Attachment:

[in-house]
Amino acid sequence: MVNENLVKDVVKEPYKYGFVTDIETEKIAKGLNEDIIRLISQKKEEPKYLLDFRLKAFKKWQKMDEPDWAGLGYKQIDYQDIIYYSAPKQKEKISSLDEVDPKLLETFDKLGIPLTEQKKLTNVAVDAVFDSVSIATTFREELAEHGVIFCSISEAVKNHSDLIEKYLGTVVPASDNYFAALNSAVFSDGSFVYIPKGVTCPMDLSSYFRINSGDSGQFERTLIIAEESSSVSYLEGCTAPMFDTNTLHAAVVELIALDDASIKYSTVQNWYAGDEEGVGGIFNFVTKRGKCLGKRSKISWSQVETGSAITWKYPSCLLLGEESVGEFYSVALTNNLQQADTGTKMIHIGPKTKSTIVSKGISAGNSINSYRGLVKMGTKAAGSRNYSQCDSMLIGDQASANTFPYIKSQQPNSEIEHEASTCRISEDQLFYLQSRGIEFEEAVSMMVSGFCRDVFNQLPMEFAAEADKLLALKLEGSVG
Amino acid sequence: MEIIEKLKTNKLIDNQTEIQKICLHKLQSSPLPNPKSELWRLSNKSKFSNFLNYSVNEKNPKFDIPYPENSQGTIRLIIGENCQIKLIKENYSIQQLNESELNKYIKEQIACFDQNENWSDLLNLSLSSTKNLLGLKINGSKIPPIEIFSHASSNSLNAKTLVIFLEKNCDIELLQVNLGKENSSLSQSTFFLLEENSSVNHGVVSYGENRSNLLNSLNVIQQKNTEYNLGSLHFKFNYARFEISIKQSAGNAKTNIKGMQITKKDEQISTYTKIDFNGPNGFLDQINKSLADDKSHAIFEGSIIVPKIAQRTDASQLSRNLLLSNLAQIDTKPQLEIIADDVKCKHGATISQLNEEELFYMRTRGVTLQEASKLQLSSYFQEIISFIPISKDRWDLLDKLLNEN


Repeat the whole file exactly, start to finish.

[in-house]
Amino acid sequence: MVNENLVKDVVKEPYKYGFVTDIETEKIAKGLNEDIIRLISQKKEEPKYLLDFRLKAFKKWQKMDEPDWAGLGYKQIDYQDIIYYSAPKQKEKISSLDEVDPKLLETFDKLGIPLTEQKKLTNVAVDAVFDSVSIATTFREELAEHGVIFCSISEAVKNHSDLIEKYLGTVVPASDNYFAALNSAVFSDGSFVYIPKGVTCPMDLSSYFRINSGDSGQFERTLIIAEESSSVSYLEGCTAPMFDTNTLHAAVVELIALDDASIKYSTVQNWYAGDEEGVGGIFNFVTKRGKCLGKRSKISWSQVETGSAITWKYPSCLLLGEESVGEFYSVALTNNLQQADTGTKMIHIGPKTKSTIVSKGISAGNSINSYRGLVKMGTKAAGSRNYSQCDSMLIGDQASANTFPYIKSQQPNSEIEHEASTCRISEDQLFYLQSRGIEFEEAVSMMVSGFCRDVFNQLPMEFAAEADKLLALKLEGSVG
Amino acid sequence: MEIIEKLKTNKLIDNQTEIQKICLHKLQSSPLPNPKSELWRLSNKSKFSNFLNYSVNEKNPKFDIPYPENSQGTIRLIIGENCQIKLIKENYSIQQLNESELNKYIKEQIACFDQNENWSDLLNLSLSSTKNLLGLKINGSKIPPIEIFSHASSNSLNAKTLVIFLEKNCDIELLQVNLGKENSSLSQSTFFLLEENSSVNHGVVSYGENRSNLLNSLNVIQQKNTEYNLGSLHFKFNYARFEISIKQSAGNAKTNIKGMQITKKDEQISTYTKIDFNGPNGFLDQINKSLADDKSHAIFEGSIIVPKIAQRTDASQLSRNLLLSNLAQIDTKPQLEIIADDVKCKHGATISQLNEEELFYMRTRGVTLQEASKLQLSSYFQEIISFIPISKDRWDLLDKLLNEN